CHEYENNE, Wyo. (AP) — The Wyoming governor's office is looking into possibly requiring petroleum companies that drill for oil and gas in Wyoming to test the local groundwater for any pollution before they sink a drill bit into the ground.
The goal would be to make it easier to pinpoint the source of any groundwater contamination that turned up during or after drilling. That could help any homeowners with contaminated well water to find out if oil or gas drilling in their area caused the problem or if the water pollution came from some other source.
Gov. Matt Mead looks to implement a groundwater testing requirement by the end of this year, said his natural resources adviser, Jerimiah Rieman.
"Most of the large operators do it but not all operators do it. It really can protect citizens, protect the state, protect the industry," Rieman said Monday.
Either the Wyoming Oil and Gas Conservation Commission, which oversees oil and gas development in the state, or the Wyoming Department of Environmental Quality, the state agency that enforces pollution laws, would adopt and implement the regulation.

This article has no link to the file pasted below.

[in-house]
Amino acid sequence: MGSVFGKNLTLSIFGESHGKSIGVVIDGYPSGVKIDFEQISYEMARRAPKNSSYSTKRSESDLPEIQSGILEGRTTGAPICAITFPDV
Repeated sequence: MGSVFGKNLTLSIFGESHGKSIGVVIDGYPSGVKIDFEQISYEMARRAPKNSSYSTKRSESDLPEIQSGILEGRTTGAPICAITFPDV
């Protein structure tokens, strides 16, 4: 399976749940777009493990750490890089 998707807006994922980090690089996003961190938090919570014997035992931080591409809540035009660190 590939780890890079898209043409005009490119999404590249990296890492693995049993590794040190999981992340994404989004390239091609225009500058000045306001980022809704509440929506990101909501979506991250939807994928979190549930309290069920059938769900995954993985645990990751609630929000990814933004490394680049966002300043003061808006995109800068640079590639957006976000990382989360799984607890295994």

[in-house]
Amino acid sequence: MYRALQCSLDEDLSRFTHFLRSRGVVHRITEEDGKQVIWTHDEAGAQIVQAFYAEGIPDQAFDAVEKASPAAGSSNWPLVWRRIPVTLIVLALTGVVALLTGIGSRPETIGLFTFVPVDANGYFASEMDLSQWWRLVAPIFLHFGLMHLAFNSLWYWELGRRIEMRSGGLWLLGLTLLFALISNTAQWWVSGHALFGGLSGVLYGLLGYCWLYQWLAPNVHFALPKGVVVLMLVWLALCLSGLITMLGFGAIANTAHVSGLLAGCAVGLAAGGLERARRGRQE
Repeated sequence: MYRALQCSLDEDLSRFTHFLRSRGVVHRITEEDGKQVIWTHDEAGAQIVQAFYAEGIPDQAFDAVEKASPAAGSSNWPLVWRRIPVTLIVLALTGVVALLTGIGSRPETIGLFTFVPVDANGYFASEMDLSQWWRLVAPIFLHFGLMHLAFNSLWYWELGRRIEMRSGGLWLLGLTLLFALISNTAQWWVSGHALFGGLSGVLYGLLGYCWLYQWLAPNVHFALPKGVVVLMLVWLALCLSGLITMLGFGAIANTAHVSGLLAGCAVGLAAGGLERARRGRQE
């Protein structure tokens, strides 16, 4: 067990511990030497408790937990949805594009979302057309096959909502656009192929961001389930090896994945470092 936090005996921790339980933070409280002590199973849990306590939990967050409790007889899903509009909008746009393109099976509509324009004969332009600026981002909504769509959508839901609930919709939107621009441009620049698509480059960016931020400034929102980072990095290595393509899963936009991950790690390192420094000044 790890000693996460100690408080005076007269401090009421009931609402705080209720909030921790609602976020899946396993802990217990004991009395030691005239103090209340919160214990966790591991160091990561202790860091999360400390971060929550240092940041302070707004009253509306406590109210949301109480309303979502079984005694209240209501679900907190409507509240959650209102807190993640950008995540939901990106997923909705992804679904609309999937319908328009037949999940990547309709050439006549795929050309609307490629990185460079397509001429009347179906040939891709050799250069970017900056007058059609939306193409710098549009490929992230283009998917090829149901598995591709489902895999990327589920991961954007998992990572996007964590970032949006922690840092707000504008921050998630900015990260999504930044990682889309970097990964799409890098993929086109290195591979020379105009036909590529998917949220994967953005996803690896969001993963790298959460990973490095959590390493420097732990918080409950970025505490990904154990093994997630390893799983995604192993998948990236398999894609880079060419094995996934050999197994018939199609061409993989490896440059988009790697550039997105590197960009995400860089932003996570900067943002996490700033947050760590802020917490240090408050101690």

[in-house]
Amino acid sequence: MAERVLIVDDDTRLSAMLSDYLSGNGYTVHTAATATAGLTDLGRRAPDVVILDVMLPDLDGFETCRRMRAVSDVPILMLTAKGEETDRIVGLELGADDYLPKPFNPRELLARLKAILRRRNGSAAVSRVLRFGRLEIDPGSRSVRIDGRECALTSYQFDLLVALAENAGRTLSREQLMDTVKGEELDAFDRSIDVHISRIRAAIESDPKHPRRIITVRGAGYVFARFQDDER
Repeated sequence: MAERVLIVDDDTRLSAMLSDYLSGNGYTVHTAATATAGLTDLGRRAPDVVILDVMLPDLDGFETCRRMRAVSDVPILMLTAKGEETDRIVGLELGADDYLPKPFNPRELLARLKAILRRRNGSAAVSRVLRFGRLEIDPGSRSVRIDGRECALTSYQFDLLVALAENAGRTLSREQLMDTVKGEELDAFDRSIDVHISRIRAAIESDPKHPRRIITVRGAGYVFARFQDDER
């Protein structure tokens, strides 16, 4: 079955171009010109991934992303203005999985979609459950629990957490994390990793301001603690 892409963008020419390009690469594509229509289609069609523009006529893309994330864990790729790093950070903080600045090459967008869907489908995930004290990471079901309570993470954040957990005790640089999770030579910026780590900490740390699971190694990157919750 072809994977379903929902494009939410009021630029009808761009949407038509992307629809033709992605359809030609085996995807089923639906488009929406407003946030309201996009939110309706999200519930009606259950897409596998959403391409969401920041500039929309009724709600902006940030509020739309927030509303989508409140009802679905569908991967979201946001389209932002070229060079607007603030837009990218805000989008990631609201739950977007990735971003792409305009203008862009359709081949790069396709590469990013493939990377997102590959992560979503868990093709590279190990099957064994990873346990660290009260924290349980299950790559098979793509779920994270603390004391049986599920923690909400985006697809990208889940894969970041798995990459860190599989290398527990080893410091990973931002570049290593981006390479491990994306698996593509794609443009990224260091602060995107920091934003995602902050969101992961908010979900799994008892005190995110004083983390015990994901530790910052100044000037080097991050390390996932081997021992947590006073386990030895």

The governor's office is looking to new regulations in Colorado as a possible template.
The Colorado Oil and Gas Conservation Commission on Jan. 7 approved requiring companies to sample up to four water wells within half a mile of a drilling site before drilling. Two more rounds of testing would occur between six and 12 months and five and six years after drilling. No other state requires groundwater monitoring before and after drilling.
The governor's office is wrapping up its look at what Colorado has done and other states are considering. Next, it will assess whether the commission or DEQ would be the better agency to enforce groundwater testing in Wyoming, Rieman said.
In northeast Wyoming, some people have blamed drilling for coal-bed methane for lowering their water table. Wyoming might require companies to note the volume of water flowing in water wells near oil and gas wells.
"We might add that element in after we look at it a bit further," Rieman said.
In theory, baseline groundwater testing could have helped landowners in the Pavillion area who blame recent gas drilling for petrochemicals in their well water. A 2011 U.S. Environmental Protection Agency report found chemical traces in the groundwater that it linked to hydraulic fracturing. State regulators and Encana, which operates the Pavillion gas field, dispute the conclusion, which has not yet been formally review by outside experts.